This really shouldn’t work as well as it does. Girl from the North Country takes songs from throughout Bob Dylan’s career – from the 1960s title track through to 2012 album Tempest – and uses them to tell a story, not of the man and his music, but of a group of drifters and other lonely souls in Depression-era America.
Conor McPherson’s play, set in Dylan’s birthplace of Duluth, Minnesota, is strong on mood but pretty skimpy in places. The characters that populate Nick Laine’s boarding house fade in and out of focus. Plot threads are introduced only to be forgotten, and Shirley Henderson, as Nick’s wife, Elizabeth, has the kind of dementia that conveniently allows for lucidity and insight at key dramatic moments.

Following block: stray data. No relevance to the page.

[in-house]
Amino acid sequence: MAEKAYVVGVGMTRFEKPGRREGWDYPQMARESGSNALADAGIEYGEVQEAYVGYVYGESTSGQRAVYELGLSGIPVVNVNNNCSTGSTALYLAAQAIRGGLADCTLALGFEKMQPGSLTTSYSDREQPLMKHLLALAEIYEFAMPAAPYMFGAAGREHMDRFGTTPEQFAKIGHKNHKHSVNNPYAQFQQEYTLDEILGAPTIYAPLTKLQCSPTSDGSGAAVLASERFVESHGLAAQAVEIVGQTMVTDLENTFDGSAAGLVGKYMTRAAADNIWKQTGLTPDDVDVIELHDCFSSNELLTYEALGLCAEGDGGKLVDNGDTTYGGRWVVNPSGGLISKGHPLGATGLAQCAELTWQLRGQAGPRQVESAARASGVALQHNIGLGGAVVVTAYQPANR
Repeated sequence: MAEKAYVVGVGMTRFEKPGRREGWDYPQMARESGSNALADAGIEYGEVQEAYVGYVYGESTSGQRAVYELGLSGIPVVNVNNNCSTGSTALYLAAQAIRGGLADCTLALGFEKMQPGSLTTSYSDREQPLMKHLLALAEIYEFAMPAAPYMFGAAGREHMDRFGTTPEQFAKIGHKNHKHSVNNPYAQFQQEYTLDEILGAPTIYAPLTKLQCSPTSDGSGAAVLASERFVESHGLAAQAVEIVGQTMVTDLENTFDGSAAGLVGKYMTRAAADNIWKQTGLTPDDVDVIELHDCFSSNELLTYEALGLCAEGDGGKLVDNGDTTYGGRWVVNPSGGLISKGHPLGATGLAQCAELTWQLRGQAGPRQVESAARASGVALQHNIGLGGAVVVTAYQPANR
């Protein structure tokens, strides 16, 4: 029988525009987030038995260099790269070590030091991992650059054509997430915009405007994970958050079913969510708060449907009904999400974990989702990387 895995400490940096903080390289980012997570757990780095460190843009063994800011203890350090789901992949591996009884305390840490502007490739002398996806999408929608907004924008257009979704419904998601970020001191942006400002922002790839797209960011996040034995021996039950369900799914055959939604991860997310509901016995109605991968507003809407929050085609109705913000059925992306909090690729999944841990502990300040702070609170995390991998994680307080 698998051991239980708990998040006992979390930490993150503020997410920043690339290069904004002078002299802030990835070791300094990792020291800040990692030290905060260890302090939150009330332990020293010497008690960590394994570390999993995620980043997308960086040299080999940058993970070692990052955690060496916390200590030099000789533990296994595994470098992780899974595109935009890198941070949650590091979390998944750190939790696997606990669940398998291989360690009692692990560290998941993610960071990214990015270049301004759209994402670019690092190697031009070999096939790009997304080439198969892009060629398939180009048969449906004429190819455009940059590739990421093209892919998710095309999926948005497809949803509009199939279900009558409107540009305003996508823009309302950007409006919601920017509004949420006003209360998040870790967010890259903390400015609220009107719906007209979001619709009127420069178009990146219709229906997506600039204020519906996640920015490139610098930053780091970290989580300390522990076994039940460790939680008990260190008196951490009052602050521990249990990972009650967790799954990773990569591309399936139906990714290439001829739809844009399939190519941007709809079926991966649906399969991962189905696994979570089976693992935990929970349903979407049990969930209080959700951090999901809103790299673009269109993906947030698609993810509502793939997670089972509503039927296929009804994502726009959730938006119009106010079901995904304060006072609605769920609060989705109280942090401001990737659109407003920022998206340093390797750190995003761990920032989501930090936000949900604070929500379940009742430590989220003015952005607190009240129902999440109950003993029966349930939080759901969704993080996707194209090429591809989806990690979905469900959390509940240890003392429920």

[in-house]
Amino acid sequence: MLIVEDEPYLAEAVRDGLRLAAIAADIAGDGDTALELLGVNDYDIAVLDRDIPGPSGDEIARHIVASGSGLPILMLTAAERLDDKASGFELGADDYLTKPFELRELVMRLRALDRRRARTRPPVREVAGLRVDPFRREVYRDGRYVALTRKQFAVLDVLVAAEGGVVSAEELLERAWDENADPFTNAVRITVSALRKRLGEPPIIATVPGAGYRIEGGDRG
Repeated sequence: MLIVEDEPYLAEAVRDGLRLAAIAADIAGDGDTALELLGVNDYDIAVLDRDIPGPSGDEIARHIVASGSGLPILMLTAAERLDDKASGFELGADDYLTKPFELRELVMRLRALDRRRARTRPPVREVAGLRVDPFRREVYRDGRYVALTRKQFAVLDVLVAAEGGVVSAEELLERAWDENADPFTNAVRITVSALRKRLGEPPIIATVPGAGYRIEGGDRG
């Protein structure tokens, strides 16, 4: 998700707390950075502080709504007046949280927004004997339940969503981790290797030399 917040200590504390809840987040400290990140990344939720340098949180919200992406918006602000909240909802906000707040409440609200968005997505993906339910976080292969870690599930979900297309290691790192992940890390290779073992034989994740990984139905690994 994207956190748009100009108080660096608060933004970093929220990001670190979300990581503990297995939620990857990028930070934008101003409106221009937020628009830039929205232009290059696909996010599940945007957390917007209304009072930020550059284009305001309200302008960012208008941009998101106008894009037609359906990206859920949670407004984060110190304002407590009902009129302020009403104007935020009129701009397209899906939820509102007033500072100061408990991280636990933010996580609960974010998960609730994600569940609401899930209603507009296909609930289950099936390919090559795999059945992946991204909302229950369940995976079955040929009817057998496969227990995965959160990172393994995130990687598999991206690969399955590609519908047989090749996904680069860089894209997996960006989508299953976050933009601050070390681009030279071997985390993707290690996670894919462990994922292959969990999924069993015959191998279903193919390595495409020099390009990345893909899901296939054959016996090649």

And yet none of this really matters. The atmospheric staging, the narrative power of the music and the skill of the performances combine to create something magical. A hit at the Old Vic last year, the show is a good fit for the Noel Coward Theatre. It is at once soaring and intimate. Most of the cast have travelled with it, with Finbar Lynch joining as the vulpine bible salesman Reverend Marlowe, David Ganly stepping in for Stanley Townsend and Adam James taking over as narrator from Ron Cook.
Simon Hale’s arrangements of the songs give the show an emotional heft and the quality and richness of the voices remains glorious.
Henderson delivers a smoking version of Like a Rolling Stone. Arinze Kene, as boxer Joe, sings with a honeyed tongue, and Jack Shalloo blows the roof off the place with his rendition of Duquesne Whistle. There’s not a dud among them but the real revelation is Sheila Atim, stunning as Nick and Elizabeth’s adopted daughter Marianne. Hers is a theatre-filling, skin-tingling, heart-penetrating performance.